News and event highlights from the Brown School of Engineering.
Tuesday, May 3, 2011
Howard Greis '48; entrepreneur was tirelessly creative; at 85
Howard Greis '48, president of a Worcester-based metal forming technology firm, entrepreneur, and Brown Engineering Alumni Medal recipient in 2002, died on April 21.
Howard Arthur Greis, president of a Worcester-based metal forming technology firm and a former member of the state Board of Education, died April 21 of heart failure in his home in Holden. He was 85.
Mr. Greis went to work on the day he died, and friends and family said he took pride in going to work every day. Colleagues considered him the world’s leading authority on roll forming metals.
“If he were alive today, he would be at his desk solving problems,’’ said Matthew Stepanski, former president of the Central Massachusetts Employer Association. “He was always thinking about the next project.’’
Born in Brooklyn, N.Y., Mr. Greis graduated from East Rockaway (N.Y.) High School in 1943. He entered Brown University through a Navy program prior to attending midshipmen’s school at Notre Dame University. He graduated first in his class and was commissioned as an ensign. He was called into active duty during World War II and was stationed at the Naval Ordnance Lab in Washington, D.C., where he developed rocket fuses.
Mr. Greis returned to Brown, where he was a three-sport athlete, and received a bachelor’s degree in mechanical engineering in 1948. The following year, he earned a master’s degree in mechanical engineering from Harvard University.
Mr. Greis worked for various engineering firms in New Jersey throughout the 1950s, developing products for many industries.
He also began his career as a serial entrepreneur, starting consulting firms HAG & Associates in 1953 and Control Molding Corp. in 1955.
In 1962, Mr. Greis and his wife, the former Virginia Peyton Chivers, started Kinefac Corp. Kinefac, which specializes in metal forming technology, is based in Worcester and has offices in Shanghai. Its work ranges from the forming of wire coils for medical devices to the manufacture of dies and centrifuges used in metalworking.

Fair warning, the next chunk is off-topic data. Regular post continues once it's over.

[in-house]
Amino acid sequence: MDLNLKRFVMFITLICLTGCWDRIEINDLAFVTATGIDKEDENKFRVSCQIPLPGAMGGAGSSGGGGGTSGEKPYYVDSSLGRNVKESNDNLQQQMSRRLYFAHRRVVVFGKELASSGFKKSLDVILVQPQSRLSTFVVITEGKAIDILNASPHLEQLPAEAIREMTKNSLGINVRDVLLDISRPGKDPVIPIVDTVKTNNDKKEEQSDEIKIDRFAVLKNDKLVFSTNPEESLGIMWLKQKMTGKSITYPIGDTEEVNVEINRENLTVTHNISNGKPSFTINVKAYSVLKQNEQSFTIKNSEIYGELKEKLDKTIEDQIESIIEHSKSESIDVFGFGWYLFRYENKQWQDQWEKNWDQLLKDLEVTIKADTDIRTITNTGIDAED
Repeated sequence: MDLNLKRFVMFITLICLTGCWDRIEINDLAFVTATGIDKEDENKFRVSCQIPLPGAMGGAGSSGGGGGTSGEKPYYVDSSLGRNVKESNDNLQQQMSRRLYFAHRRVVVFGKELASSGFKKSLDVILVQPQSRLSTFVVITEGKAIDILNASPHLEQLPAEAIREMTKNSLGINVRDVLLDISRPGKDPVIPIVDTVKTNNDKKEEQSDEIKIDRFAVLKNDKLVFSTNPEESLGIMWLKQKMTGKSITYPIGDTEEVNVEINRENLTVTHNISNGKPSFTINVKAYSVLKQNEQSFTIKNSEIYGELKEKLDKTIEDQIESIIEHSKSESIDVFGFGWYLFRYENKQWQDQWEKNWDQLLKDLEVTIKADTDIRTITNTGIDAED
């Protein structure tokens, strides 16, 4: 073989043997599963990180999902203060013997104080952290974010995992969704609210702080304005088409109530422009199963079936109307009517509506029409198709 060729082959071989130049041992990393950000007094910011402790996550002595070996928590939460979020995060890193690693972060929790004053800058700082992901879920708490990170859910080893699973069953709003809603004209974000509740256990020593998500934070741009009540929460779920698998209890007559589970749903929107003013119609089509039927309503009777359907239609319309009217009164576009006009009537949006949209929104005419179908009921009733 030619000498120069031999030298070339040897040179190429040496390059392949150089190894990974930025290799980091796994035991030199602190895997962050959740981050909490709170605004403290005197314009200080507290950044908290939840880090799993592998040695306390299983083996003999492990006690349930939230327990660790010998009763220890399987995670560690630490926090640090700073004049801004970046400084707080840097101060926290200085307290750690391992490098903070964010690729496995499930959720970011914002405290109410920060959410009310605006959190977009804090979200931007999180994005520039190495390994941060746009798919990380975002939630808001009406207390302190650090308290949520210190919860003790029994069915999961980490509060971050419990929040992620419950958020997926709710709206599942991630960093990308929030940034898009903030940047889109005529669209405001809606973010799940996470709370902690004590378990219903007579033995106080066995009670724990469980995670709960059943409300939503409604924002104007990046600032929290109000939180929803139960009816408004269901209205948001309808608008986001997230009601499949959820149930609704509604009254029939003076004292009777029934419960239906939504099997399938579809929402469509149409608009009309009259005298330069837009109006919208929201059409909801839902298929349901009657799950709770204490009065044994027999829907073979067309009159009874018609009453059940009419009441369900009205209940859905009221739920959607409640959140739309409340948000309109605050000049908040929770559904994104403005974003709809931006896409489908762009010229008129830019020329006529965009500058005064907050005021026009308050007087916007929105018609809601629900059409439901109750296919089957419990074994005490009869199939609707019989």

According to his daughter Leslie of Cambridge, his designs can be seen in a diverse set of products, including mine roof bolts, dental drills, nuclear power plant tie rods, airplane fasteners, and catheter guide wires. Kinefac’s work can be found throughout the world, including, in Paris, the Louvre Museum’s glass pyramid entrance, which is supported by a joint system designed and rolled at Kinefac.
“My father lived the entrepreneurial spirit every day,’’ Leslie said. “He always had a wonderful curiosity about how to create things. At Christmas as a child, I got gifts that I had to get down on the floor and put together, and my father would help.’’
Mr. Greis’s curiosity extended to designing and building the family’s five-bedroom, three-bathroom home in Holden in 1972. The whole family was enlisted in the yearlong project.
“Life was his hobby,’’ Leslie said. “He was enthusiastic about life, whether it was traveling, spending time with his family, or exploring new projects.’’
Mr. Greis wrote many technical articles and papers on mechanical engineering and received numerous industry awards and honors, including the Brown Engineering Alumni Medal given by Brown University for lifetime contributions to the field of engineering in 2002.
Mr. Greis also had a strong interest in education. He was first elected to the Wachusett Regional School Committee in 1965 and became chairman and was one of the original faculty members of the school’s science seminar program, which remains the oldest continuously-run program for gifted students in Massachusetts public high schools. In 1976, he received an appointment from Governor Michael S. Dukakis to serve a five-year term on the Massachusetts Board of Education, and he was appointed for a second term by Governor Edward King.
During his tenure, Mr. Greis dealt with the pressing issues of desegregation and busing in the late 1970s. He was also on the board when it decided to reduce the cost to local communities of implementing the state’s special education law.
Harold M. Lane Jr., a former state representative from Worcester, met Mr. Greis during the 1970s when the latter was working for the Wachusett Regional school system.
“Howard had a strong belief that education would solve everything,’’ Lane said. “He was just as devoted to educating others as he was about running his business, and he gained great respect from others for that.’’
Mr. Greis also believed American industry needed to stay competitive globally in science, engineering, and technology. Locally, he served as a director and vice chairman of the Associated Industries of Massachusetts in Boston and on the advisory board of the mechanical engineering department of Worcester Polytechnic Institute. In addition to regularly testifying before Congress and serving on several special interest committees in Washington, in 1986 he cofounded the National Center for Manufacturing Sciences in Ann Arbor, Mich., the largest research and development consortium serving North American manufacturing.
“Howard felt strongly about America not falling behind,’’ said Rick Jarman, the center’s president and chief executive. “What struck me about him was that he was able to envision what new technologies would come in the future, and how our industry needed to adapt 30 years ago. These are all discussions only beginning to be had these days. He was a true American visionary.’’
In addition to his daughter Leslie, Mr. Greis leaves three other children, Noel of Chapel Hill, N.C.; Frederick of Madison, N.J.; and Carolyn of Chevy Chase, Md.; and several grandchildren. His wife died two years ago.A memorial service has been held.
April 30, 2011|By Talia Whyte, Boston Globe Correspondent